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Richard Barrett, Marcus Slease and Steve Fowler discussing Elephanche
Richard. Hi Marcus and Steve. We’re talking today about your joint work Elephanche published by Department Press. I was familiar with both your work prior to reading the text yet nevertheless was taken completely by surprise by Elephanche – it seemed so different to me; that’s different to both the work of your own that I’d read before and different to pretty much anything else I’d come across previously. So, I have two initial questions then: how did Elephanche come about? I mean in terms of what influences etc fed into it? And, thinking of continuities and differences, how do you two view Elephanche in the context of the rest of your work?
Marcus. For me Elephanche is an extension of my fascination with the poet Kenneth Koch’s crossing and recreating genres. He has done some terrific comics that are somewhere between poetry and comics. He wrote a terrific novel, The Red Robbins, where Santa Claus and the Easter Bunny are mortal enemies in a post-colonial context. His plays are unlike any other poet’s plays. He once said in an interview that we tend to remember only a few minutes of a play. He wanted his plays to be a condensed form of a play. Sometimes his plays are between minimalist poetry and vaudeville theatre. In all of his work he displays a light touch. What others have called a non-oppositional avant garde.
Steven. Hey Richard! Well I think Marcus’ passion for Koch & co really seemed to align with an interest I had in theatre that was clearly against ‘theatre’, most especially the avant garde tradition of the 20th century, people like Ionesco and Ghelderode are big for me. I kind of hate theatre, I certainly hate going to the theatre. But I read the texts of plays, and have found so much in quite obscure playwrights. In a way reading these plays through the lens of poetry I came to similar conclusions as Marcus, that the play as a form can be eminently, and vitally poetic, only my influences were less aware of this context. I thought Elephanche could allow me to take my own poetic into a new form and somehow subside it, or conceal it, knowing most readers would be thinking through the elephant in the room, that the lines were meant to be acted out, and that would allow a kind of aesthetic juxtaposition to take place between contextual expectation and reality.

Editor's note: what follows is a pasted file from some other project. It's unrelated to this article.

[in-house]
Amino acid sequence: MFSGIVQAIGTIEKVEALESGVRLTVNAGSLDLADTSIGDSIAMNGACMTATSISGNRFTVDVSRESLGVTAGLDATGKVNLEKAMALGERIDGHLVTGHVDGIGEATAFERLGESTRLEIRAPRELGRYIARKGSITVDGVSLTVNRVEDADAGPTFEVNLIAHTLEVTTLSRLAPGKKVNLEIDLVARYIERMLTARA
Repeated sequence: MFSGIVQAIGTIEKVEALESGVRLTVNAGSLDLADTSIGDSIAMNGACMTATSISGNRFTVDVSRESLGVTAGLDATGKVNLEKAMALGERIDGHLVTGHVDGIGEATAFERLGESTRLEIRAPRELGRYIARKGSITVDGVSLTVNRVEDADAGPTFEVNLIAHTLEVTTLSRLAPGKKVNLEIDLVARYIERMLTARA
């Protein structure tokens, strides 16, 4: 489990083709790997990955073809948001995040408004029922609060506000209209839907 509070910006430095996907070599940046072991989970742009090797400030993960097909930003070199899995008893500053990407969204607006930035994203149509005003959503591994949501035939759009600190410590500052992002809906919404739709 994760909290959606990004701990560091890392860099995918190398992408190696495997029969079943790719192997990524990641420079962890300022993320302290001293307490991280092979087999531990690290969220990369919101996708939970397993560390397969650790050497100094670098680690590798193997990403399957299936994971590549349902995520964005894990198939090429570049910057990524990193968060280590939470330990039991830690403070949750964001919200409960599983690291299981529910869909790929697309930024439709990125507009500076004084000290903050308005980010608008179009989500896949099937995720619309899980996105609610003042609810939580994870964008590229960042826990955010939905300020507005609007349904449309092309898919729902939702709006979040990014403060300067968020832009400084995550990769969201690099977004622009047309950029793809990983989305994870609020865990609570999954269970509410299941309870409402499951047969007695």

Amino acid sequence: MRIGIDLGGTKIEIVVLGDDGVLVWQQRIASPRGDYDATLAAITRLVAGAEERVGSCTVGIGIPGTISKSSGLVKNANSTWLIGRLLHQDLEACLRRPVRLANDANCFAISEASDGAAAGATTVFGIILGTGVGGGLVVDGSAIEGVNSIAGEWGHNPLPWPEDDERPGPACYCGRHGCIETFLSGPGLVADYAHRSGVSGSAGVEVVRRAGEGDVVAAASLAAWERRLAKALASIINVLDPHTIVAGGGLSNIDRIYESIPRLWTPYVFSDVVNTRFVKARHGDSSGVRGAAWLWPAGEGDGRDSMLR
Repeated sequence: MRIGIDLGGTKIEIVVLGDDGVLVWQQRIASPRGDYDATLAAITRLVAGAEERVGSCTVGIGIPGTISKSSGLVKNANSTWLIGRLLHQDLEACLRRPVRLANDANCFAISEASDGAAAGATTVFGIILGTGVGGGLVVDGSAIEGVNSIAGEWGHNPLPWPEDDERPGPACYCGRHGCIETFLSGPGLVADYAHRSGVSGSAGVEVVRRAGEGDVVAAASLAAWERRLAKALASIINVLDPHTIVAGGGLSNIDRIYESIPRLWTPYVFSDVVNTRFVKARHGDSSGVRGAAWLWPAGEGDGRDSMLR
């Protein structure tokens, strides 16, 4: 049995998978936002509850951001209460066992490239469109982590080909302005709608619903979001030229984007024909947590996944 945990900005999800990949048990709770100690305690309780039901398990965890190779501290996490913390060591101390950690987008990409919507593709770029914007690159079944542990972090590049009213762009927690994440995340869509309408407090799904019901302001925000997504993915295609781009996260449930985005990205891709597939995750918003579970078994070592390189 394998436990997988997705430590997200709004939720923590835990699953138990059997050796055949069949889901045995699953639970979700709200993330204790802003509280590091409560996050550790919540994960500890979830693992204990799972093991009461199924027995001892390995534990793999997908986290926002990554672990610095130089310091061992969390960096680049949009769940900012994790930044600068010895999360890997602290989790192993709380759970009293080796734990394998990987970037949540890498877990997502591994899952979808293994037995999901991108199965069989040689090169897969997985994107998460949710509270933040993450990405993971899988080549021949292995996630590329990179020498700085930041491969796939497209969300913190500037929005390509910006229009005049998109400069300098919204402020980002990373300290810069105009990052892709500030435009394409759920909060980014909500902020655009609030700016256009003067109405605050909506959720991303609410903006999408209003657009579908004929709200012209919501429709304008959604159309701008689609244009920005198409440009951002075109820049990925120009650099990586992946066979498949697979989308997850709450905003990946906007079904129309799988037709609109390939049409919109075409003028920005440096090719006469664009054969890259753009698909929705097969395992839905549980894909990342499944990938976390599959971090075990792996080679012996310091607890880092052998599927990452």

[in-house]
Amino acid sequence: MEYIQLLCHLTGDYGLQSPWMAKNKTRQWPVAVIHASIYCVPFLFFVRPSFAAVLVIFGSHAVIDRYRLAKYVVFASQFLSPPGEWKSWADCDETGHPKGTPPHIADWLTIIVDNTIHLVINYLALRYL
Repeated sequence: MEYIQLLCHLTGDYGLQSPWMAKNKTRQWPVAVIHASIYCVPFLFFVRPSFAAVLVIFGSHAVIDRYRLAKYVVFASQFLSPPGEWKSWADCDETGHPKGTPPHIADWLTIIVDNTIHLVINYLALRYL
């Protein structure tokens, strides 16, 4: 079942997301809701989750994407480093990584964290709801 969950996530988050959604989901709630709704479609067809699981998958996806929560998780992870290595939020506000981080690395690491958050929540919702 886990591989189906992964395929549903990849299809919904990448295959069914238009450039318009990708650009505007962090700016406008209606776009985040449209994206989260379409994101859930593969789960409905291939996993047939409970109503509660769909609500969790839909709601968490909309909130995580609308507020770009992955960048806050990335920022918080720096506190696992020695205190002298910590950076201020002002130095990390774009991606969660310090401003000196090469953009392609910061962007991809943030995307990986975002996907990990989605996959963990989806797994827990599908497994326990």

R. How did you two come to collaborate? Did you recognise a complementarity about each other’s work which suggested a collaboration might be fruitful or rather was the opposite the case – you were curious to see what would result from a coming together of differing styles?
S. Elephanche truly began from Marcus and I being friends I think, I’ve got so much time for him as a human being and liking his work too, appreciating its quality and its difference from my own work, I really wanted to develop something substantial with him as a collaboration. I think the reason I’m in poetry as a community act is to find people who write so well they make me think I could never come close to achieving what they do, because of the originality of their expression and voice, or whatever you’d call it. I find this in Marcus’ work.
M. Steven and I began working on the plays over a year ago and performed a few at the Writer’s Forum. I think we had two very different aesthetics at work. I think one of the differences is maximalist versus minimalist. I was working with minimalism and Steven was working with maximalism. Another difference might be that Steven was working within the tradition of the historical avant garde and I was working within first and second generation NY School poetry.
As you mention, I think there is a precedent for this with the work of Tom Raworth. Raworth is obviously influenced by NY School poetry (among others and vice versa) but his writing is nothing like what we might typical associate with NY School poetics. His poetics is something entirely unique both on the page and in performance. I can only hope we achieve some of Tom’s originality in our plays. For me he is a huge inspiration.